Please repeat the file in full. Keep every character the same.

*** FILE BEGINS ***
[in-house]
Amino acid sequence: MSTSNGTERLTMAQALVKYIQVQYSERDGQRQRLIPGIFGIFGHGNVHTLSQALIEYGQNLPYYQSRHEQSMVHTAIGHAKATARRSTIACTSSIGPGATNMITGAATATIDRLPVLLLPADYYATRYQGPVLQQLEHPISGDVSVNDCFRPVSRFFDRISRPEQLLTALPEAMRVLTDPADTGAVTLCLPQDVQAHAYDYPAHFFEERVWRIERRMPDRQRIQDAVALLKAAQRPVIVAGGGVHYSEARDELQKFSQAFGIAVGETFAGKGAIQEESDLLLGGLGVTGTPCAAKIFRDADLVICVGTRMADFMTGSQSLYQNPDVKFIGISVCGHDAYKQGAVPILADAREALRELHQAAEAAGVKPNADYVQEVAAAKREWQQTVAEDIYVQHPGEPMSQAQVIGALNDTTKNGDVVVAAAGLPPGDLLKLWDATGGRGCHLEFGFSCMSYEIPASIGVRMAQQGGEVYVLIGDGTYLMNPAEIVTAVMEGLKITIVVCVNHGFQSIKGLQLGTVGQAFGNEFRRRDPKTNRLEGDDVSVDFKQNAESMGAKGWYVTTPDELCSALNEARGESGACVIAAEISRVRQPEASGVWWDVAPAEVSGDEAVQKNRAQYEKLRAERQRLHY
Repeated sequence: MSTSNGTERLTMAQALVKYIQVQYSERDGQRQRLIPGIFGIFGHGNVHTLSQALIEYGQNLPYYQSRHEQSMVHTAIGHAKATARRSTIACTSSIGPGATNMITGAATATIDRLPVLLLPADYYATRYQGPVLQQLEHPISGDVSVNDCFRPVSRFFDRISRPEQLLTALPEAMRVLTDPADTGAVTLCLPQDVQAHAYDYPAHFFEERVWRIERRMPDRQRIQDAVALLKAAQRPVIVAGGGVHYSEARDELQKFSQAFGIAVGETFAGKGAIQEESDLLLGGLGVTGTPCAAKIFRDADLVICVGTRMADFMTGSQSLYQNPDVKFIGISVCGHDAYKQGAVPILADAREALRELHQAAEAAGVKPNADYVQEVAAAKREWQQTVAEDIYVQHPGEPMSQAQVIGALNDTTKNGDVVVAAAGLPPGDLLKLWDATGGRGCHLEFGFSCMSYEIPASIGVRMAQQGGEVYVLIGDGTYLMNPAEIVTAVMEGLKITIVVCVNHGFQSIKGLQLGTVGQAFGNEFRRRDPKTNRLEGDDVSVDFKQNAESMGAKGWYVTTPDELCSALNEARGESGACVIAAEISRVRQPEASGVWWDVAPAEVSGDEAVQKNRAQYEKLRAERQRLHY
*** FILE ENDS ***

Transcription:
[in-house]
Amino acid sequence: MSTSNGTERLTMAQALVKYIQVQYSERDGQRQRLIPGIFGIFGHGNVHTLSQALIEYGQNLPYYQSRHEQSMVHTAIGHAKATARRSTIACTSSIGPGATNMITGAATATIDRLPVLLLPADYYATRYQGPVLQQLEHPISGDVSVNDCFRPVSRFFDRISRPEQLLTALPEAMRVLTDPADTGAVTLCLPQDVQAHAYDYPAHFFEERVWRIERRMPDRQRIQDAVALLKAAQRPVIVAGGGVHYSEARDELQKFSQAFGIAVGETFAGKGAIQEESDLLLGGLGVTGTPCAAKIFRDADLVICVGTRMADFMTGSQSLYQNPDVKFIGISVCGHDAYKQGAVPILADAREALRELHQAAEAAGVKPNADYVQEVAAAKREWQQTVAEDIYVQHPGEPMSQAQVIGALNDTTKNGDVVVAAAGLPPGDLLKLWDATGGRGCHLEFGFSCMSYEIPASIGVRMAQQGGEVYVLIGDGTYLMNPAEIVTAVMEGLKITIVVCVNHGFQSIKGLQLGTVGQAFGNEFRRRDPKTNRLEGDDVSVDFKQNAESMGAKGWYVTTPDELCSALNEARGESGACVIAAEISRVRQPEASGVWWDVAPAEVSGDEAVQKNRAQYEKLRAERQRLHY
Repeated sequence: MSTSNGTERLTMAQALVKYIQVQYSERDGQRQRLIPGIFGIFGHGNVHTLSQALIEYGQNLPYYQSRHEQSMVHTAIGHAKATARRSTIACTSSIGPGATNMITGAATATIDRLPVLLLPADYYATRYQGPVLQQLEHPISGDVSVNDCFRPVSRFFDRISRPEQLLTALPEAMRVLTDPADTGAVTLCLPQDVQAHAYDYPAHFFEERVWRIERRMPDRQRIQDAVALLKAAQRPVIVAGGGVHYSEARDELQKFSQAFGIAVGETFAGKGAIQEESDLLLGGLGVTGTPCAAKIFRDADLVICVGTRMADFMTGSQSLYQNPDVKFIGISVCGHDAYKQGAVPILADAREALRELHQAAEAAGVKPNADYVQEVAAAKREWQQTVAEDIYVQHPGEPMSQAQVIGALNDTTKNGDVVVAAAGLPPGDLLKLWDATGGRGCHLEFGFSCMSYEIPASIGVRMAQQGGEVYVLIGDGTYLMNPAEIVTAVMEGLKITIVVCVNHGFQSIKGLQLGTVGQAFGNEFRRRDPKTNRLEGDDVSVDFKQNAESMGAKGWYVTTPDELCSALNEARGESGACVIAAEISRVRQPEASGVWWDVAPAEVSGDEAVQKNRAQYEKLRAERQRLHY